3.4.1. Phase table

As was mentioned in §2.1[link], pointers between diffraction data and chemical species blocks are used in multiblock CIFs. In the diffraction data block, a loop is included that provides a reference to the blocks that define each of the P species found in the current data set. Since this loop enumerates the chemical species referenced in every diffraction data block, the loop is also used for parameters where there are D + P values, i.e. where values differ both by species and by data set.

In GSAS2CIF, the phase table contains data names _pd_phase_id, _pd_phase_block_id, _pd_phase_mass_%, _pd_proc_ls_profile_function, _pd_proc_ls_peak_cutoff, and, when appropriate, _pd_proc_ls_pref_orient_corr. The _pd_phase_id data item is simply the GSAS phase number. This value links the chemical species to each reflection in the reflection loop (§3.4.5[link]). The _pd_phase_block_id contains the block id for the phase block where the phase information is found, and thus provides a pointer to the crystallographic information.

It should be noted that _pd_proc_ls_profile_function and _pd_proc_ls_peak_cutoff are not in the same category as the other data items in the loop. This problem will need to be addressed in a new version of the pdCIF dictionary. This loop is omitted in a single-block pdCIF.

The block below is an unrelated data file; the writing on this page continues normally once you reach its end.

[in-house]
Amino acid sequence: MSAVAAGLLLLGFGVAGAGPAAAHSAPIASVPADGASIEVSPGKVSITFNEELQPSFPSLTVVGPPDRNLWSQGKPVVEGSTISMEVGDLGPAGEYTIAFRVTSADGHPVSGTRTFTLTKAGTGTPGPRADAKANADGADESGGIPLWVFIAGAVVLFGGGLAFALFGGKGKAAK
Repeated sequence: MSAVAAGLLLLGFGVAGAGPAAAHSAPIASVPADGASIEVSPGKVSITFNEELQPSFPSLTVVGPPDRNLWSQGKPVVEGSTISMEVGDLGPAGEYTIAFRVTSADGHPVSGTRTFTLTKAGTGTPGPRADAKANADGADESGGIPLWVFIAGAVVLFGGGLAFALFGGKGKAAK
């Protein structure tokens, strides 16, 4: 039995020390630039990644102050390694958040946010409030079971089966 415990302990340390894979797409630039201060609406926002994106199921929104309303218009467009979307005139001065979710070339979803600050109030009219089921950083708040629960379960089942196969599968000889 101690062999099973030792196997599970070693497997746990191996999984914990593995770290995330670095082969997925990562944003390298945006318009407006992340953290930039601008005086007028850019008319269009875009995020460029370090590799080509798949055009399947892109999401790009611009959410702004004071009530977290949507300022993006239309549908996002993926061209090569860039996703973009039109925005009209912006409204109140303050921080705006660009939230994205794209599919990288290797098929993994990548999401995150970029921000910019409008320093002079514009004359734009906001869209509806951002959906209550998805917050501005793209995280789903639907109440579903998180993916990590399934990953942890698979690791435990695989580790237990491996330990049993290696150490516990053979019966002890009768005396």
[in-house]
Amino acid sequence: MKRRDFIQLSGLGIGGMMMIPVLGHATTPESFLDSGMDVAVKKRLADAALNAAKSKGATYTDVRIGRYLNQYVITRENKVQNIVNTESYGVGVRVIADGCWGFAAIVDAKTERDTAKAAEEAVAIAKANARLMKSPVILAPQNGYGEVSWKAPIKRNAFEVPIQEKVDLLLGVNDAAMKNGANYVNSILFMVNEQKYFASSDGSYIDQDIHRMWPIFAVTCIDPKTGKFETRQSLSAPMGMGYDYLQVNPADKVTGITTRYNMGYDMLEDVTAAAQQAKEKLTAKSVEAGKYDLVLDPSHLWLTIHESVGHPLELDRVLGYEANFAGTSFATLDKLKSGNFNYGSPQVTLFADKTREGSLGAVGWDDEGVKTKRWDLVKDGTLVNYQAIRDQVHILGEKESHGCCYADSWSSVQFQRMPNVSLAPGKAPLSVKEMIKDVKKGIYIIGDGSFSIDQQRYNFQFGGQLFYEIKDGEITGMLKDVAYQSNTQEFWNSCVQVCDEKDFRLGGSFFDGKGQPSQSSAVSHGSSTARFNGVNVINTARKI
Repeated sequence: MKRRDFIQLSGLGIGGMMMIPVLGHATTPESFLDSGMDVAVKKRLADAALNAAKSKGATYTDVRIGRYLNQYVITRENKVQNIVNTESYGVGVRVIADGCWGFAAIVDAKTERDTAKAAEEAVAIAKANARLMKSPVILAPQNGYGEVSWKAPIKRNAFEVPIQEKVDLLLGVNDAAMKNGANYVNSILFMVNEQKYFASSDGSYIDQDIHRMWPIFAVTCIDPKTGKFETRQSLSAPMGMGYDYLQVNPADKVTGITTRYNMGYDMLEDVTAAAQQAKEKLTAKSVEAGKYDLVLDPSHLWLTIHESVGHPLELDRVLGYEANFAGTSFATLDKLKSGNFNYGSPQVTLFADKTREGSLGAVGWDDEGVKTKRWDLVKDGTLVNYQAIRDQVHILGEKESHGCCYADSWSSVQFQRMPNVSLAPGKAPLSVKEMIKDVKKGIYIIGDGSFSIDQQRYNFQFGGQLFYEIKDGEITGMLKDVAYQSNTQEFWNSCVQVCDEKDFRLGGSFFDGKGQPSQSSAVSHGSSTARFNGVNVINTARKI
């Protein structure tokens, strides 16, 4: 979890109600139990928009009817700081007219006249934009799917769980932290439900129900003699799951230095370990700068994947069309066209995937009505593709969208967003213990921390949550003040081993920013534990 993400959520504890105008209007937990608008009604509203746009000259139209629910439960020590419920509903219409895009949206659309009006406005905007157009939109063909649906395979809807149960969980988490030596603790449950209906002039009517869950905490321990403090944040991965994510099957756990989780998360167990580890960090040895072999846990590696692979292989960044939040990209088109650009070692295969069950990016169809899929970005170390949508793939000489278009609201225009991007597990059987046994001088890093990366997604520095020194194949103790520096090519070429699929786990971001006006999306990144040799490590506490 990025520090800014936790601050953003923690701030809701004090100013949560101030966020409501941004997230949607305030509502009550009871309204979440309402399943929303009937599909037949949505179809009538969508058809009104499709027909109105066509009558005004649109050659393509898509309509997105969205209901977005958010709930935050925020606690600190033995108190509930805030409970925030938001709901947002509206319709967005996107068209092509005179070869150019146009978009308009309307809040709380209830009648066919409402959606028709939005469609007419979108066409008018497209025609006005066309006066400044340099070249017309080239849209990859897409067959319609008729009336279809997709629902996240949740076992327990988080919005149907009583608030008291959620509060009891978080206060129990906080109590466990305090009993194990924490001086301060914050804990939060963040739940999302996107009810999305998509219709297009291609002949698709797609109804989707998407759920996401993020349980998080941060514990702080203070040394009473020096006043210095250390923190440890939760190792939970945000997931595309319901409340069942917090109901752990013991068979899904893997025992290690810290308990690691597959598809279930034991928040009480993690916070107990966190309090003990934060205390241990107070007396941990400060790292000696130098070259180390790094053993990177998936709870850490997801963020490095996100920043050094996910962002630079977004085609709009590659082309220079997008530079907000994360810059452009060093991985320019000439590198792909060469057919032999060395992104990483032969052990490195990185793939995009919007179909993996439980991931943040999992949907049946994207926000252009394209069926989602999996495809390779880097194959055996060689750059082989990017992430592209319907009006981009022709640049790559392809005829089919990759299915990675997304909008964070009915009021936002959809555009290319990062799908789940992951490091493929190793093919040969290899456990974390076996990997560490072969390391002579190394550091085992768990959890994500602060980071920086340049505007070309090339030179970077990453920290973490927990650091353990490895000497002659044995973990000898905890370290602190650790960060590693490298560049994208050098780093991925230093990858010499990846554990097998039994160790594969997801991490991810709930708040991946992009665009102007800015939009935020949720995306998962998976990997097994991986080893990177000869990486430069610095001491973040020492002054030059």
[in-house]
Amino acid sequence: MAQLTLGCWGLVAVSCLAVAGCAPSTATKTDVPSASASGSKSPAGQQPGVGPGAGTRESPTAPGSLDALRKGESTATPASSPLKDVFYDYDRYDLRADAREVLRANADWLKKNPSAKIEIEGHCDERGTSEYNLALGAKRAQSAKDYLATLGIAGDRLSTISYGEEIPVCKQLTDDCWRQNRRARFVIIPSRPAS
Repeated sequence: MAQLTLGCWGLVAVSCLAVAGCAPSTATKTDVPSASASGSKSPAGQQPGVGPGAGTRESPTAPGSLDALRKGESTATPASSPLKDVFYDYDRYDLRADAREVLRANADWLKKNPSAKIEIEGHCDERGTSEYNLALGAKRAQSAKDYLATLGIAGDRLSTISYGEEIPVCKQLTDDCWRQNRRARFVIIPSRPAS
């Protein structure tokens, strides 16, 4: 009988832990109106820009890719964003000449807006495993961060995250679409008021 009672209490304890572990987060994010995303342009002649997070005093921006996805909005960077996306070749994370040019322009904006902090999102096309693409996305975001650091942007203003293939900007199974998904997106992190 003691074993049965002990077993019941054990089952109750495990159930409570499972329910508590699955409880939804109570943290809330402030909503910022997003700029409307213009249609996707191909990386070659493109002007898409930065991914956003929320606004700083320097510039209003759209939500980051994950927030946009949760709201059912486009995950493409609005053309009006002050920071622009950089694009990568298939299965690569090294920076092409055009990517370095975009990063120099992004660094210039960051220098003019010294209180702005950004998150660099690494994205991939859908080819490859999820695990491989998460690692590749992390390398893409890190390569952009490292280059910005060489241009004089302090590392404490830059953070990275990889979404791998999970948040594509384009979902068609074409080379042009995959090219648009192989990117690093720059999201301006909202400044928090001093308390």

3.4.2. Multiple-wavelength loop

Multiple wavelengths are a necessary evil in powder diffraction. The Cu K[\alpha] doublet (K[\alpha_1] and K[\alpha_2]) is commonly used in laboratory instruments. Multiple wavelengths may also be seen in other circumstances. For example, higher-order wavelengths ([\lambda/2], etc.) may pass through monochromators, or impurities in the X-ray tube anode may result in additional wavelengths. Where more than one wavelength is present in the data set, this information is defined in a loop with the following entries: _diffrn_radiation_wavelength, _diffrn_radiation_wavelength_wt, _diffrn_radiation_type and _diffrn_radiation_wavelength_id. It should be noted that _diffrn_radiation_type is not in the same category as the other CIF data names, despite the original intent that these data items have their current usage. This will need to be resolved in a future version of the core dictionary. The wavelength loop is omitted when only one wavelength is present or an energy-dispersive technique is used.